A Bastion of Spanish Tradition and Culture
Barcelona is an intoxicating city that epitomizes the heart of Cataluña. Effervescent and seemingly always bathed in sunlight, it is a place that exemplifies a culture, way of living and tradition that sets it apart from the rest of Spain. The city itself is a visual feast that combines modern sophistication with provincial charm. Old and new exist seamlessly side-by-side and those that explore this unique area, will find colorful and flamboyant modernisme-style architecture sandwiched between medieval romance and Gothic treasures.
Very few European cities can compete with the cultural experiences on offer in Barcelona. The city celebrates its remarkable artistic legacy at every turn and expatriates living here can while away hours visiting the numerous galleries, museums and exhibitions that are devoted to the likes of Joan Miró, Antoni Tàpies and Pablo Picasso museum. Couple this with the luxury of Barcelona’s 4.2 km beach and the Parc de la Ciutadella and you are presented with
Those who prefer a faster pace of life will be enamored with the amazing nightlife on offer. From the decidedly-Spanish, yet undeniably delicious Spanish cuisine on offer in the many restaurants and taverns, to the numerous bars, cafes and clubs, there is always something to do and a new experience to enjoy.
The locals are accustomed to visitors and expatriates from abroad and the majority of them are welcoming and friendly. However, it is important to note that the language of the region is Catalan, not Spanish and unless you speak a little of this language you may find it extremely difficult to communicate. The major tourist areas (hotels, attractions etc.) will have English-speakers, as will some banks and other services, but English is not as wide-spread as that you will find in other European capital cities and you will need to familiarize yourself with the basics.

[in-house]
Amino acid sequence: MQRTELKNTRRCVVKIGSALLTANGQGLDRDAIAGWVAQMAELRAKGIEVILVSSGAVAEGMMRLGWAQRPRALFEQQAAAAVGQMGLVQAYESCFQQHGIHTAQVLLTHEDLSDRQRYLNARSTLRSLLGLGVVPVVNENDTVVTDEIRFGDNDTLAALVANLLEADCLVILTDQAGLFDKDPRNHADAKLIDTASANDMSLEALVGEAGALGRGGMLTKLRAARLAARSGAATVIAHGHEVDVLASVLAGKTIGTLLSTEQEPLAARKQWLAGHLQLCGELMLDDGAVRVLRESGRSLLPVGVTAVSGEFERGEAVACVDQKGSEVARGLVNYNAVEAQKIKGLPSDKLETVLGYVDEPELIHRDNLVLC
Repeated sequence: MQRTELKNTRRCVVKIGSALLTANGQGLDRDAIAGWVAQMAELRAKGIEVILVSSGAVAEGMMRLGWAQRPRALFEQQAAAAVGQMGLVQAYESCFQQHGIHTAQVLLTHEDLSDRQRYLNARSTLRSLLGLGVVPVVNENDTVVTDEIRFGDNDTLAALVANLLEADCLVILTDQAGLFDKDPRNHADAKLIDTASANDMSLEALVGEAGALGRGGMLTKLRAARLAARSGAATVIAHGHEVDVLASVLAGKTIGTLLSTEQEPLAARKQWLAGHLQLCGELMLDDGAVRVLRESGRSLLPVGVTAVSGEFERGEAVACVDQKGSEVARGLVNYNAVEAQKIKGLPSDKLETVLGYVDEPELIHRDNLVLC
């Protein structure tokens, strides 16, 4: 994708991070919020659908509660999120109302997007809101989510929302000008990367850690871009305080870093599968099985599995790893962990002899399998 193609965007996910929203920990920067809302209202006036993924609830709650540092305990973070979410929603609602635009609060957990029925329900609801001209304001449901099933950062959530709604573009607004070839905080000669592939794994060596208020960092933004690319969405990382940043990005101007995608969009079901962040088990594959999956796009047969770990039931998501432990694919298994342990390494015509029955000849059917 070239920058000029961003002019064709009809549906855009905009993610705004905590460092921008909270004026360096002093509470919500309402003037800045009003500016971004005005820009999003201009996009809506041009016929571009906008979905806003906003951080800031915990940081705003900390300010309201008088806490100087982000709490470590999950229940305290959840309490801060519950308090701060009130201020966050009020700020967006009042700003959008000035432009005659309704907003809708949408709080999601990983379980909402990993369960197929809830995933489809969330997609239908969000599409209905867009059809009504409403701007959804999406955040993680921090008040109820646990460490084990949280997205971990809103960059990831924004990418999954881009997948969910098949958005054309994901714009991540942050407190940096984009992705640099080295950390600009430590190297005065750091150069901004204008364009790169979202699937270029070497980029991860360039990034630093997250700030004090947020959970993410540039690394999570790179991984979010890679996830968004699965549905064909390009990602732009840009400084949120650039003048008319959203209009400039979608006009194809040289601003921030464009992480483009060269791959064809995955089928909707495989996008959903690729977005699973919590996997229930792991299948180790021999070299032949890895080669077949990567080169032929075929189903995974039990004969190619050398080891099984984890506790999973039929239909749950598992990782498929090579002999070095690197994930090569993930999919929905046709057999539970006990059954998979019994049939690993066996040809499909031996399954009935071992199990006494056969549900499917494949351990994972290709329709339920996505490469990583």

Expat Info Desk recognizes that relocating to Barcelona can be like falling down a Gaudi-designed rabbit hole. In this area of the world, you need two things to settle in effectively: patience and knowledge. We can’t help you with the patience but we can offer all of the knowledge you will need.
This relocation guide is the result of hard-won personal experience in dealing with visas and residency, apartment-hunting, car buying, schools, language barriers and more mundane but necessary activities like grocery shopping and getting around. In other words, it is the helping hand that everybody needs when moving overseas. Enjoy Barcelona with us, and the incredible surrounding areas that make up Catalunya - arguably the most beautiful region of Spain.
|01||Get a bank account: This will be the first thing most utility providers, telecom connectors and employers will require.|
|02||Get your NIE: This is a ´foreigners number´ and will probably be the second thing that utility providers will request.|
|03||The government offers free Catalan lessons to foreigners, in order to promote this rare and unusual language, so take advantage of it.|
|04||Agents in Spain can ask for up to nine months worth of rent as a deposit, ensure you have sufficient funds to pay this.|
|05||Spain is notoriously bureaucratic, allow between three and ten times as much time as you normally would for administration tasks.|
Barcelona didn’t actually have a public beach until 1992. Prior to that it was heavily industrialized with factories. The seaside was rebuilt for the 1992 Olympics.